welcome Psychosynthesis: The Core of an Authentic Training

Will Parfitt

In my experience of psychosynthesis training, it is possible for some or all of these core concepts to be not only downgraded or ignored, but even purposely denigrated. The ideal model, for instance, is often excluded, or referred to in a negative light as if it is some quasi-NLP technique, rather than a resplendent way of activating the will. Even the superconscious can be treated with suspicion, and in one training I have encountered, any mention of it is interpreted as some kind of negative avoidance! So perhaps next time you hear someone quoting the 'there is no orthodoxy in psychosynthesis' quote, it may well be worth remembering that despite this, there are core principles that have to be included to make a training truly psychosynthesis.

In the same training statement, Assagioli says that psychosynthesis functions in five main fields: the therapeutic; personal integration and actualisation; educational; interpersonal; and social. So often these days psychosynthesis is seen as a counselling or psychotherapy training and little enough emphasis is placed on its other applications.

Indeed, Assagioli saying that: 'the field of self actualisation and integration being the heart of psychosynthesis' clearly places psychosynthesis primarily as a self help method for personal and spiritual development. Yet so often trainings require their students to work in one field of psychosynthesis alone, the therapeutic.

Also, Assagioli says: 'training in psychosynthesis has no end. At a certain point hetero training (meaning training guided by someone else) is replaced by self training.' Yet some training centres, whilst giving voice to such a statement, require their graduates to continue a training association with their parent organisation, even if under the guise of continuing professional development.

David Platts in his paper 'A basic psychosynthesis model of counselling and psychotherapy' creates a thorough analysis of the requirements of a good training, running to extensive lists of basic strategy; maps and models; principles and practices; methods and techniques, whilst all the time referring back to and including the seven basic principles required at the core of a psychosynthesis training. Platts states that all the techniques presented are not unique to psychosynthesis, and stresses thereby the importance of what is unique and special to psychosynthesis. This enables students to 'experience the discrete essence of psychosynthesis, free of the common distortion that psychosynthesis is so vague, eclectic and inclusive that it can be anything and everything anyone wants it to be.' Indeed, at the other end of the scale, I have a brochure from a psychosynthesis training running to forty-eight pages that hardly mentions any of these basic core principles. Indeed, it describes psychosynthesis as being a framework for psychodynamic, archetypal, systemic, gestalt, developmental and Jungian approaches, whilst significantly missing out psychosynthesis itself.

In his article 'Psychosomatic Medicine and Bio-psychosynthesis', Assagioli says that the principle aims and tasks of psychosynthesis are twofold: '1. The elimination of the conflicts and obstacles, conscious and unconscious, that block [the complete and harmonious development of the human personality] and 2. The use of active techniques to stimulate the psychic functions still weak and immature.' Of course, we all move on in our understanding of the self and its manifestations, but I suggest to anyone thinking of undertaking a psychosynthesis training that they ask the potential training organisation how they respond to these two statements that Assagioli described as the principle aims and tasks of the work.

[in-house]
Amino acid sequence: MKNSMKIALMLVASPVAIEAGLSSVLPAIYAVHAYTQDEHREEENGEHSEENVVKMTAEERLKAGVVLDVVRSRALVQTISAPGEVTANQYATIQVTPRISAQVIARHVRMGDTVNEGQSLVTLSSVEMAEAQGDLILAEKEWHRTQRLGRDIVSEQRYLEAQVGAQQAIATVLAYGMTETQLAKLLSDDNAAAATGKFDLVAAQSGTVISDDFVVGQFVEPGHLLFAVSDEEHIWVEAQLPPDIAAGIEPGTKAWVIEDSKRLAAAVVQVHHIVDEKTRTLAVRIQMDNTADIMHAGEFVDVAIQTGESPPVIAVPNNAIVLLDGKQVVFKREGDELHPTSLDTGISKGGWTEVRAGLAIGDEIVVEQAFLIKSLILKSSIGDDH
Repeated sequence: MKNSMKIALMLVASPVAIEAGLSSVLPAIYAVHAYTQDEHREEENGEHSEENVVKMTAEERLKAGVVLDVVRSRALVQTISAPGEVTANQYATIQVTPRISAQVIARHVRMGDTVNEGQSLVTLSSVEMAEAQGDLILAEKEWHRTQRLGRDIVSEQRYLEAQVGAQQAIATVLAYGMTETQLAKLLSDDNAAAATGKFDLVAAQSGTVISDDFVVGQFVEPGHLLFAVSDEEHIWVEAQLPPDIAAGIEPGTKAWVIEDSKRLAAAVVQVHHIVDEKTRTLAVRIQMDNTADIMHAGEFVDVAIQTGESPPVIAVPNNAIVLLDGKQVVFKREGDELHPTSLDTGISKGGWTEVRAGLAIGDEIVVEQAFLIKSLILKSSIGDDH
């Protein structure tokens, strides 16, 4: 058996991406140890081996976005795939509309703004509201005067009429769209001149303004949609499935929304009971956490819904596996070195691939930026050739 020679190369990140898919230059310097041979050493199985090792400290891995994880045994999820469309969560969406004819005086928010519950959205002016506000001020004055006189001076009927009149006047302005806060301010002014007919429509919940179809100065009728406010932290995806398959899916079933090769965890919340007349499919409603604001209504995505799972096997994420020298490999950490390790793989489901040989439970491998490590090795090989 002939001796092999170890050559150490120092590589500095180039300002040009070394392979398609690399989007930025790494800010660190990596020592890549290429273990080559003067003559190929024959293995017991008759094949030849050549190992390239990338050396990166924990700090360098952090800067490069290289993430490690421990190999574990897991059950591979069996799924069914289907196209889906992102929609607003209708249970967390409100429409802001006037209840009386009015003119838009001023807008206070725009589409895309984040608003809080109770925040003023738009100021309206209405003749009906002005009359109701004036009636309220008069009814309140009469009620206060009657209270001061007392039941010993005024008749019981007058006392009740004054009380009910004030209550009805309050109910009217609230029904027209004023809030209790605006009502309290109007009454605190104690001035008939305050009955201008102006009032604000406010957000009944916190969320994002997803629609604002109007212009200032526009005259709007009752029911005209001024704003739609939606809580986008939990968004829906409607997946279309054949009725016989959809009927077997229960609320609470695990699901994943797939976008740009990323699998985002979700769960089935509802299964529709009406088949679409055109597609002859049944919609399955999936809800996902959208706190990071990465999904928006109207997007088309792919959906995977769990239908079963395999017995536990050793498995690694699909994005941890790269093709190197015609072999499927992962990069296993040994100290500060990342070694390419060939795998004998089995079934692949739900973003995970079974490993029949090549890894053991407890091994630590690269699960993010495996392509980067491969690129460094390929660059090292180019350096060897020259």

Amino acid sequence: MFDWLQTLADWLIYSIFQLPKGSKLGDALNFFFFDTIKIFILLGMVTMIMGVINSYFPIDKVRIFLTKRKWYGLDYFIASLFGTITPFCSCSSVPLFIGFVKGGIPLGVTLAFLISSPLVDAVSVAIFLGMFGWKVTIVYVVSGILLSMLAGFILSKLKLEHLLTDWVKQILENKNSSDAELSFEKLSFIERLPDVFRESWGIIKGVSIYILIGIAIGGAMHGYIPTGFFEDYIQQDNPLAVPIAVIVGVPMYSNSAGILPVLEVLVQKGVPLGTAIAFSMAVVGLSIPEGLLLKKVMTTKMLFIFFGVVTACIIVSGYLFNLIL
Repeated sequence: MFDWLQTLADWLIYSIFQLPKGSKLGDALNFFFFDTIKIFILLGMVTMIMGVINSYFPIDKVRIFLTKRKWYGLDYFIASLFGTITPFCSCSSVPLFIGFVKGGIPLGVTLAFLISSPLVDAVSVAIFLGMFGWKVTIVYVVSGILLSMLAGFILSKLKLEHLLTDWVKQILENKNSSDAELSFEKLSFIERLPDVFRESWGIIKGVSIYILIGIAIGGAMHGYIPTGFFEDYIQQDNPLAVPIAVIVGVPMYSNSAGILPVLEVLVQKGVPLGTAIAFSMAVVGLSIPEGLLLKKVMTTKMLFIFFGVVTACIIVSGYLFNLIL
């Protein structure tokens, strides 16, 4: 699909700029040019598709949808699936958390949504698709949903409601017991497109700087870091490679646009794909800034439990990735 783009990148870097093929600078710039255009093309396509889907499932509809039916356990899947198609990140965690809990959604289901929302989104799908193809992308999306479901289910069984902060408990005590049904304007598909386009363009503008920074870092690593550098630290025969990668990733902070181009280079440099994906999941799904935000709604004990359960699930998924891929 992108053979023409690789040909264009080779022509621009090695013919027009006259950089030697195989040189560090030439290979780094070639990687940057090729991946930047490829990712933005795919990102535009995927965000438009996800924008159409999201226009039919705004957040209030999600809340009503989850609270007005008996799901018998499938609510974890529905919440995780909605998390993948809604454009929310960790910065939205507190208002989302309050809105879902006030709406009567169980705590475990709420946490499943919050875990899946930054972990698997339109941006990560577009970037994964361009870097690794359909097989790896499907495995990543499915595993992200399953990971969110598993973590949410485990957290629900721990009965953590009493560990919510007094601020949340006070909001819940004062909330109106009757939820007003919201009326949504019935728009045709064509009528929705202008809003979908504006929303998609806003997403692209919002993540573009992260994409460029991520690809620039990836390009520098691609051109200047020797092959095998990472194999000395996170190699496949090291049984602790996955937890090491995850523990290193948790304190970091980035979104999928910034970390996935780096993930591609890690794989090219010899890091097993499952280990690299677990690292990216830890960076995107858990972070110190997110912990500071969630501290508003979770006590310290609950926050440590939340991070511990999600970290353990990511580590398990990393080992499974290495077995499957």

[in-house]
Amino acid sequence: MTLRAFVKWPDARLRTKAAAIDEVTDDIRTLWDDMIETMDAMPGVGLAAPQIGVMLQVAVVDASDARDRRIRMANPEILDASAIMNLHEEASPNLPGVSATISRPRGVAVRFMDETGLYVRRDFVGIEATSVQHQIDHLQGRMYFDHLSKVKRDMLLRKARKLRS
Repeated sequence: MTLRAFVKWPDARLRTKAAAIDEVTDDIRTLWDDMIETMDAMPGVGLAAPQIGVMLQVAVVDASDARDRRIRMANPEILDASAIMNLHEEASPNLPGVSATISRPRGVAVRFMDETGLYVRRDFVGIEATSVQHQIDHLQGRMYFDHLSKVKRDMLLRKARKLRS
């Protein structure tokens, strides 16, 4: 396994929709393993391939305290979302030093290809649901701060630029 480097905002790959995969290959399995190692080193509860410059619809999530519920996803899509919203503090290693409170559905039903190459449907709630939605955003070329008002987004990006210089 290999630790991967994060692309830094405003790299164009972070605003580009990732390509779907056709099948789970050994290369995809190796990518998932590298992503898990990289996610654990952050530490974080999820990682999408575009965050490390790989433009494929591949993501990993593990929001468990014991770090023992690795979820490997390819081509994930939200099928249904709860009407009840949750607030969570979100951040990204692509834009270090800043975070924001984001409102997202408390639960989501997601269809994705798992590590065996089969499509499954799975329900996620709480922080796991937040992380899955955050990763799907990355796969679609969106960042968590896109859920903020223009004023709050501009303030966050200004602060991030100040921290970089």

In that same article, Assagioli stressing the importance of body, saying quite categorically that: 'the proper name of psychosynthesis is bio-psychosynthesis. In practice it is usually more convenient to employ the word psychosynthesis but it must be understood at all times that it includes the body, the bios, and that it always stands for bio-psychosynthesis.' Yet strangely, or perhaps not so strangely, the body is the area of least concern in some psychosynthesis training. I have met students in advanced training, for instance, who when I ask them to stand up and do a simple body stretch are amazed because it is the first time in the whole training they've been invited to leave their seats!

So, what is a psychosynthesis training? One that adheres to the seven basic principles of psychosynthesis; that is applicable in the five defined areas named by Assagioli, that includes work with body, and that doesn't pretend to be an end in itself. Despite my criticisms above, I feel the majority of trainers and practitioners of psychosynthesis attempt to adhere to the basic principles they are taught. The onus therefore, is on training organisations to ensure they include the core values and structures that distinguish a real psychosynthesis training from an eclectic mishmash of techniques borrowed from elsewhere.

'Training: A Statement by Roberto Assagioli' (PET, UK, 1980)
'Psychosomatic Medicine and Bio-Psychosynthesis' (PRF, USA, 1967)
'A Basic Psychosynthesis Model' David Platts, Ph.D. (posted on internet)

Will Parfitt is a UKCP registered psychotherapist and an experienced and innovative group leader. Trained in Psychosynthesis, he has more than forty years experience of working with psychospiritual development, and travels internationally to run courses on a variety of subjects including kabbalah and psychosynthesis. Will is author of several books including 'The Complete Guide to Kabbalah', 'The Something and Nothing of Death', 'Kabbalah:The Tree of Life' and 'Psychosynthesis: the Elements and Beyond.